By: Calder Schweitzer
Families across Canada celebrated Thanksgiving this past weekend, in celebration of a plentiful harvest that only a fraction of them actually took part in. The staple of Thanksgiving is, of course, the food, and Canadians know all too well that, while the holiday technically only lasts a weekend, it is a year-round celebration. This is mainly due to the fact that Thanksgiving yields so many goddamn leftovers that 97% of households survive on just that until the next Thanksgiving.
The number of people with eyes too big for their bellies has increased greatly since the days of “traditional” Thanksgiving, where families harvested their own food, slaughtering the turkey, picking the potatoes, and milking the cranberries all by hand. The simplicity of nowadays buying all of these things at the local grocery store has shown a direct increase in the total amount of food consumed, as well as a decrease in the number of people that know how to properly milk a cranberry.
The Modern Spirit got into touch with Carol Baster, mother of one of the few families that still eats food besides what they have left over from Thanksgiving. Her views, while archaic, show an insight to a time of life where things were much more complicated, and meals had to be planned hours, if not a day in advance. “We have something different for dinner almost every day,” She said. “On Tuesday, my husband cooks dinner, which most of the time means ordering a pizza.” The Modern Spirit looked into this “pizza” that she mentioned, and found it is an ancient North American food comprised of cheese and tomato sauce spread over cooked dough. These families put a myriad of food on top of pizza (deemed “toppings”), however none of them are turkey, stuffing, or mashed potatoes.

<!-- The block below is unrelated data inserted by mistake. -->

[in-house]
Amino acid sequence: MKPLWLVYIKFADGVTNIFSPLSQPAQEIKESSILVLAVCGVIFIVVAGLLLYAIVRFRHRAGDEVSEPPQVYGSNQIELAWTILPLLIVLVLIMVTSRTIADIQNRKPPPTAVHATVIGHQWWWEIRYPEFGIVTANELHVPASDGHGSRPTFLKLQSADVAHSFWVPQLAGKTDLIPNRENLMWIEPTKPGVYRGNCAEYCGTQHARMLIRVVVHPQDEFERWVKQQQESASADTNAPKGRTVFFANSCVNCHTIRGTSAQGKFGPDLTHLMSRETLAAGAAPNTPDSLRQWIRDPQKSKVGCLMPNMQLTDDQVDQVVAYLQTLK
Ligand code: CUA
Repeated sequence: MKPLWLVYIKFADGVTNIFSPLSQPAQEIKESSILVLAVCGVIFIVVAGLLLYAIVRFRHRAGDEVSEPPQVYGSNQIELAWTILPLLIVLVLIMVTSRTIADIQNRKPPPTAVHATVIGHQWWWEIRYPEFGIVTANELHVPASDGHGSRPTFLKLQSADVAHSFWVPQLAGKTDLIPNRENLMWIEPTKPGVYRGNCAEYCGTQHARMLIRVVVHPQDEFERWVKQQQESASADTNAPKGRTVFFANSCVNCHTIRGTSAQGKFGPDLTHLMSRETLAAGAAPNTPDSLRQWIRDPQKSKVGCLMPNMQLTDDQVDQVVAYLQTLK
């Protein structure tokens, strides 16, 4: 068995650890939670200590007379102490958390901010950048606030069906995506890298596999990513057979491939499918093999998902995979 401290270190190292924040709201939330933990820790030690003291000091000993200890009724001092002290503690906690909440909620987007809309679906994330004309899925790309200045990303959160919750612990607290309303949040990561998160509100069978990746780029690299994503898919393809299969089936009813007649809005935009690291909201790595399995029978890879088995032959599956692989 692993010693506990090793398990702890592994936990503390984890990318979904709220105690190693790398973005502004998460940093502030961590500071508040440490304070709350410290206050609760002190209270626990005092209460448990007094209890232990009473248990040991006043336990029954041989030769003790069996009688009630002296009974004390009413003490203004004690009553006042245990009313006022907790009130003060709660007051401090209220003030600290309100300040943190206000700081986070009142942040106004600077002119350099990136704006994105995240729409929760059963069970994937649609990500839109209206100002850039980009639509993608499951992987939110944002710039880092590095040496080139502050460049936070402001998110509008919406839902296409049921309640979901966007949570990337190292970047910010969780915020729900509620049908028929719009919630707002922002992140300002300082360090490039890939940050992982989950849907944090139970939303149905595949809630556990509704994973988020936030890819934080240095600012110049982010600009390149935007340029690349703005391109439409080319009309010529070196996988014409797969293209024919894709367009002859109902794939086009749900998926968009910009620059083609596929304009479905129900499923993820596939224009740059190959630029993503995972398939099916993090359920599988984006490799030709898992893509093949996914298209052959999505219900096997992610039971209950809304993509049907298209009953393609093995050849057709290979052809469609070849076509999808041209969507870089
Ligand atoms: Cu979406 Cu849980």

It can be tough imagining a life where there is no breakfast turkey, turkey sandwiches for lunch, and turkey dinners. Looking into the diets of the past can be a truly enlightening experience, and give us a unique view into the hardships of life before we could eat for an entire year on Thanksgiving leftovers.